Ruffed Grouse Drumming Counts: An Examination of Observer and Roadside Effects
Creators:Dougherty, Eric M.
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Publisher:The Ohio State University
Series/Report no.:The Ohio State University. School of Environment and Natural Resources Honors Theses; 2008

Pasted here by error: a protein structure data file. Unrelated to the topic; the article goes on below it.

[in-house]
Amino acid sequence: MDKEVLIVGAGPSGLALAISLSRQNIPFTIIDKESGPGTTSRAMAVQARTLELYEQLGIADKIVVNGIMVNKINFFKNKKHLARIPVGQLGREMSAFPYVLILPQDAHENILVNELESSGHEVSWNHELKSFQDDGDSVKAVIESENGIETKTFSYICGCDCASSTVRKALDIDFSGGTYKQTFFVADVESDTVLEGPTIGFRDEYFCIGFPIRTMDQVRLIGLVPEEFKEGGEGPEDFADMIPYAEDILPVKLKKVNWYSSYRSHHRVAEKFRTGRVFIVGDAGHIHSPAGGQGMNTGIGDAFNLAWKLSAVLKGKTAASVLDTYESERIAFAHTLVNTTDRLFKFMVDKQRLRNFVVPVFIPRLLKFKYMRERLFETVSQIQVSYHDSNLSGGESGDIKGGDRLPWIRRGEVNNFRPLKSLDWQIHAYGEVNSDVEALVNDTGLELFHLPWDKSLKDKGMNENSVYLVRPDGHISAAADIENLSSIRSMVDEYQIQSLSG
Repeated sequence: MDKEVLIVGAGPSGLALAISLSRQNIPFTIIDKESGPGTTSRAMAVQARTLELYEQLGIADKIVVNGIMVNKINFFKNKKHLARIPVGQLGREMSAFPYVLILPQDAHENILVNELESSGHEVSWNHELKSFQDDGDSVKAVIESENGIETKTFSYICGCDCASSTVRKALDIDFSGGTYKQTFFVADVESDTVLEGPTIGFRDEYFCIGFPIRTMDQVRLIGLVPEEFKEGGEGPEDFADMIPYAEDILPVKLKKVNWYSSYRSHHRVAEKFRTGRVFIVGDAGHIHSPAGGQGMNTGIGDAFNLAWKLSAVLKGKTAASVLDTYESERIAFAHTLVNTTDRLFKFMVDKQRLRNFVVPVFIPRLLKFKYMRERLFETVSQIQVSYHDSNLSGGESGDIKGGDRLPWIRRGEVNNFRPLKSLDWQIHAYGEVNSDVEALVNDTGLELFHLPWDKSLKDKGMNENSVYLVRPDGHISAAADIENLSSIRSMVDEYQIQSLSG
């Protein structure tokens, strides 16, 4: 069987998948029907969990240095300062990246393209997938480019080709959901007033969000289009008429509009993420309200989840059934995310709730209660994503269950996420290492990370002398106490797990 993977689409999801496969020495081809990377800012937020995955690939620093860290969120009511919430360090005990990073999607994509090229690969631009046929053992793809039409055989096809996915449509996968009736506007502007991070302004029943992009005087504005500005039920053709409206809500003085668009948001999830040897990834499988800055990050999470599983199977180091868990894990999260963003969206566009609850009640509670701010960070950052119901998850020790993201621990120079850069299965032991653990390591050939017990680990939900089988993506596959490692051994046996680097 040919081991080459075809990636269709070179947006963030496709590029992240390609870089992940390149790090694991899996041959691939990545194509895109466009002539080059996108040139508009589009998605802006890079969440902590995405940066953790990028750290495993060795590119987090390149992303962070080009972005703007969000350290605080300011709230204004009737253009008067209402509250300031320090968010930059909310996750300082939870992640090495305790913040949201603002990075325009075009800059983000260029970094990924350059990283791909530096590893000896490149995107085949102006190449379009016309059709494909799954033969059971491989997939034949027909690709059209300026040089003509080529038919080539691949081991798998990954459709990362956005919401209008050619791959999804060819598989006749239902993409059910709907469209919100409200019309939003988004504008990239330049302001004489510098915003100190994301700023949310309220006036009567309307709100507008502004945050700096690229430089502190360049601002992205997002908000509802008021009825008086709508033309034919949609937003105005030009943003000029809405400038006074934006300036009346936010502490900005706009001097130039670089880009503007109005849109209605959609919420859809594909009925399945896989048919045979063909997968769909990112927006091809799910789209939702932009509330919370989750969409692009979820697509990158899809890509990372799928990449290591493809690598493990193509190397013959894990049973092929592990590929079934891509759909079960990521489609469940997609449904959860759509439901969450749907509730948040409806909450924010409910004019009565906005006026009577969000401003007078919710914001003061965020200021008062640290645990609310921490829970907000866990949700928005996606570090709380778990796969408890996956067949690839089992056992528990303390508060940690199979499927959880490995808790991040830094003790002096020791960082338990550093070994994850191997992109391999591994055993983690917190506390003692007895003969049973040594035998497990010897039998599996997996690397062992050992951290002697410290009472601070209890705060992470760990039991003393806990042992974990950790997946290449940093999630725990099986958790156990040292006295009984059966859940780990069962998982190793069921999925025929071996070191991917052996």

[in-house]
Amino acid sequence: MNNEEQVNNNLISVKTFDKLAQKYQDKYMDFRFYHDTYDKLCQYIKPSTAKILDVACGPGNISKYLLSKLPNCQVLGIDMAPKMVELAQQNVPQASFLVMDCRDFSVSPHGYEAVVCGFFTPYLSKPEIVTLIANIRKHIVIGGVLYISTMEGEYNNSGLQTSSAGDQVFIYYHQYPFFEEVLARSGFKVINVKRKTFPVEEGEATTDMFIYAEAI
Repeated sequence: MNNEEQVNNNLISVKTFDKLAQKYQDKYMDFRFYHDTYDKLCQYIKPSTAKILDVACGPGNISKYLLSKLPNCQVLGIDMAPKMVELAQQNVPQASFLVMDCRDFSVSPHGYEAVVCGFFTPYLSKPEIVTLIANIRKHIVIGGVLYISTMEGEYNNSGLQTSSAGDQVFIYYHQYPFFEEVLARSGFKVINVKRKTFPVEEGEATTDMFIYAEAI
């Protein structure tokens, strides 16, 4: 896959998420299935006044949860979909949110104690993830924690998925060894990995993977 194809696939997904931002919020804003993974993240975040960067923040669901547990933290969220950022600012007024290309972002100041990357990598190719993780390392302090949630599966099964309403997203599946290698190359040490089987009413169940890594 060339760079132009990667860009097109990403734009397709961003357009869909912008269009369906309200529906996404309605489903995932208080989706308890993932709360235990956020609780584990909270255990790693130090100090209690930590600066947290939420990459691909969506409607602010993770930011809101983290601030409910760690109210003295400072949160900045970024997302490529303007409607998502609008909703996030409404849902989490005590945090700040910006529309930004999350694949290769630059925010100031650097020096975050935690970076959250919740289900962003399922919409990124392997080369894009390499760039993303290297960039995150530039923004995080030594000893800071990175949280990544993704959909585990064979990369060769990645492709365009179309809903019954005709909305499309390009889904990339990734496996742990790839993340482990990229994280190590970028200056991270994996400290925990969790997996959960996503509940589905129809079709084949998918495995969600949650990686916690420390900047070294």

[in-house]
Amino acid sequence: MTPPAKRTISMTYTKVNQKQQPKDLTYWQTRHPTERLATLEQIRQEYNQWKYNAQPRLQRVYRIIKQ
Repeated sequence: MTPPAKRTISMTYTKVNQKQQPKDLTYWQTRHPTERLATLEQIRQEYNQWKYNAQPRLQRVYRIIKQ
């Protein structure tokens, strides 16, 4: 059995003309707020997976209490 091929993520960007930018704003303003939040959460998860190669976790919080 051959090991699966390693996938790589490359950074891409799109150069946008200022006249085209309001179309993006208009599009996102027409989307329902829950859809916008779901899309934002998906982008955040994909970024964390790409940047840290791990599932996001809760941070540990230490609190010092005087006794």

Ruffed grouse (Bonasa umbellus) are the most widely distributed avian game species in North America. The long-term trends, however, have shown a significant decrease in Ohio’s populations. Ruffed grouse indices established through annual drumming route surveys show a marked decrease throughout the state. The purpose of this study is to examine methodological practices currently implemented to obtain indices of abundance from roadside drumming counts. The goal is to reduce biases that may arise as the result of observer and roadside influence on grouse drumming behavior. Three active drumming logs located within the Zaleski State Forest and Waterloo Wildlife Area of southern Ohio were identified and observations of drumming behavior recorded over four-minute periods at distances of 50 to 300 m from the log in the direction that the bird faced. This data was used to examine differences in drumming behavior such as the frequency or interval between drum times, compared to the distance of the observer and nearest road. Analysis of variance, logistic regression, and linear regression were then utilized to examine the effect of these variables on drumming behavior. While no significant difference was found in regard to distance from roadside, it was discovered that the observer impacted drumming behavior when a calm-down period was examined at distances of 100 and 50 m. The mean interval for the first four-minute observation period was substantially longer than the second and third at the same distance, thus confirming that the use of a calm-down period is effective in reducing error due to the presence of an observer (Period 1 = 391 seconds, Period 2 = 233, Period 3 = 238). These results indicate that observation of a calm-down period prior to data being recorded could improve survey methods by increasing detection.
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